Sunday, August 9, 2009

From depths to heights...and back again

This weekend was the annual Howell Mountain Challenge. It's a race run over many of the same trails as the Napa Valley Dirt Classic, but run as a lap race, rather than one big loop. My race last year was, well, sucky. I've been riding really well these last couple weeks, though, and this is pretty much the last mountain bike race before cross season starts, so I thought I'd give it a bash. Plus, hey, Sport Singlespeed class!

In my time-honored tradition of carefully preparing for mountain bike races, I spent the day before doing trail work in San Francisco's McLaren Park. They crew I worked with created a brand new section of trail basically from virgin woodland. It was tremendously satisfying, and I can't wait to ride that piece of trail. However, digging dirt and carrying rocks around all day is not the best prep for a mountain bike race.

I woke up with a sore knee and pretty dead legs, and cast about desperately for an excuse to skip the race. None being readily at hand, I picked up my teammate Angel and headed up to Napa for the race. Angel'd never ridden the race, and I filled her in on some of the salient features of the course.

We got there in plenty good time, and spent some nervous energy spinning around the track to warm up. Morgan Fletcher and Mike Hartlaub were there to round out the Sheila Moon crew, along with plenty of our friends from Roaring Mouse and Team Wrong Way.

As usual, they started us in waves, and at the whistle my group (the Sport men categories, basically) hammered up the paved road to the singletrack bottleneck. I saw one singlespeeder get ahead, and then for the next few miles, I held my own. The first part of the lap is pretty twisty, and all the time I've been spending on the Pine Mountain paid off, as I was able to wrestle the big beast almost flawlessly through even the tightest of corners, holding my place in the conga line (and occasionally passing), even as I struggled to turn the pedals slowly enough to not whack into the guys spinning away in their grannies.

A couple miles in to the first lap the guy in front of me bobbled as someone was trying to pass, and a half dozen guys came by, including at least two single speeders, one of whom was my friend and former team mate John Blackwell. I stuck on Johns wheel for the next few miles, and eventually passed both him and the other guy who'd gotten past me.

With the exception of the one very steep section that almost everybody hiked, I was able to ride most of the rest of the lap, managing somehow to keep enough traction despite the loose conditions on a few of the climbs. I felt pretty good, considering the state of my legs, and although I'd lost track of how many folks in my class were ahead of me, I knew there were at least a half-dozen or so behind, so I was doing OK. I knew there were a couple ahead of me, though, because I could see them as we slogged up a climb that I only could think of as the Single Speed Trail of Tears: a long climb that was just gradual enough to make it hard to stand up and really stomp up the hill, but steep enough that sitting through it hurt a lot. I was at the end of a line of five or so singlespeeders (male and female), and nobody was making much headway over anyone else.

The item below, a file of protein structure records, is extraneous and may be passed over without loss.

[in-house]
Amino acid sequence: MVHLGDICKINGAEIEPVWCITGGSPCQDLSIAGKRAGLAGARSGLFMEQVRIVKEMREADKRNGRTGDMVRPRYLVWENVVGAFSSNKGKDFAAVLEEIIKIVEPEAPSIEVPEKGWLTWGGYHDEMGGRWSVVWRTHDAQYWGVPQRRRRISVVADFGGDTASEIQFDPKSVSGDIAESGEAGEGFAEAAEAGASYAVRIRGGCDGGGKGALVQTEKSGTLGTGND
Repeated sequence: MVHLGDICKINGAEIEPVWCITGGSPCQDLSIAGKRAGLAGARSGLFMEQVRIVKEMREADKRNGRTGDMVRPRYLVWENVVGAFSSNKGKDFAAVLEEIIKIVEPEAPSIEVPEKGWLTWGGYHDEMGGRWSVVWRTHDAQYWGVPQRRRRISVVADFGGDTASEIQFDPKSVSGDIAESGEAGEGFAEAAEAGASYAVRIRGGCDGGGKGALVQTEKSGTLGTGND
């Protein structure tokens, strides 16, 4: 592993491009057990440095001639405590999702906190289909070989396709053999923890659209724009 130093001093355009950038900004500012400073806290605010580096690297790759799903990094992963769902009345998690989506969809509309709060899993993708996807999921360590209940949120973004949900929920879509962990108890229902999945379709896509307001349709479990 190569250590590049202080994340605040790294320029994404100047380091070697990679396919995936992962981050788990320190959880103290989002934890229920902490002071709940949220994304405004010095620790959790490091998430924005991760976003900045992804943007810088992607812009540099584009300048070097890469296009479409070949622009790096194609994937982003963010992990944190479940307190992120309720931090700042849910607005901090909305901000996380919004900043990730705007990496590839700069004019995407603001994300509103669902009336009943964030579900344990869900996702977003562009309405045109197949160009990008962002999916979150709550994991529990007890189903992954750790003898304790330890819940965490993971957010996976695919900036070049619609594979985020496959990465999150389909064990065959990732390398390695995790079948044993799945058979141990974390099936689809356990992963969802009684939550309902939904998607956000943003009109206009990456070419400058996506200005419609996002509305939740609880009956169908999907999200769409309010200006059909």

The most memorable feature of the course is the Whoops, three closely-spaced rocky gullies near the end of each lap. They are all ridable, but require a certain amount of fearlessness in the approach to maintain enough speed to get up the other side (Murphy shot a few clips of the gullies last year). As I hit these on the first lap, I realized I had not warned Angel about them, proving I'm not the best course scout around.

At the beginning of my second lap, I had my only mishap of the day. The course turned into the woods on a very loose downhill. The ground was so torn up that the riders ahead were raising huge amounts of dust. I made the mistake of trying to peer through the clouds to steer down the hill, and managed to wash out. Fortunately, I was able to unclip on the down side, and kept the bike between me and the ground.

The rest of the second lap was pretty uneventful. Again I was able to ride almost every climb, and passed a couple single speeders on the steeper ones. As I hit the Trail of Tears, I saw one of my rivals dangling twenty or thirty seconds ahead. Unfortunately, I couldn't coax any additional effort out of my legs to close the gap. As I hit the last quarter mile till the end, I could see someone closing fast behind me. I didn't know whether he was riding geared or singlespeed, but I hoped the former, since he was closing pretty damn fast on the flats.

The race ends with 3/4 of a lap of an asphalt running track, and once I rounded the first turn there, I looked back to see if I could see whether I had to worry about the guy behind me. As I looked over my right shoulder for him, he wailed past me on the left. I was relieved to see he was running gears, and was in fact Peter who I know from SF Urban Riders.

As I waited for Angel to finish the organizers posted preliminary results. I was shocked to discover that I'd not only knocked off 19 minutes from the previous year's time, but had come in third in my category!

I've never had the opportunity to stand on a podium before, so I was a little unprepared when my time came, as you can see:


My high came pretty quickly to an end, however, when my car broke down on the Bay Bridge on the way home.

2 comments:

Dirty Mike said...

good work sasha

Slonie said...

Congrats, Sasha! Great writeup, and way to hold it down!

Murph's videos of the Whoomps don't communicate nearly how big they really are... Wheee!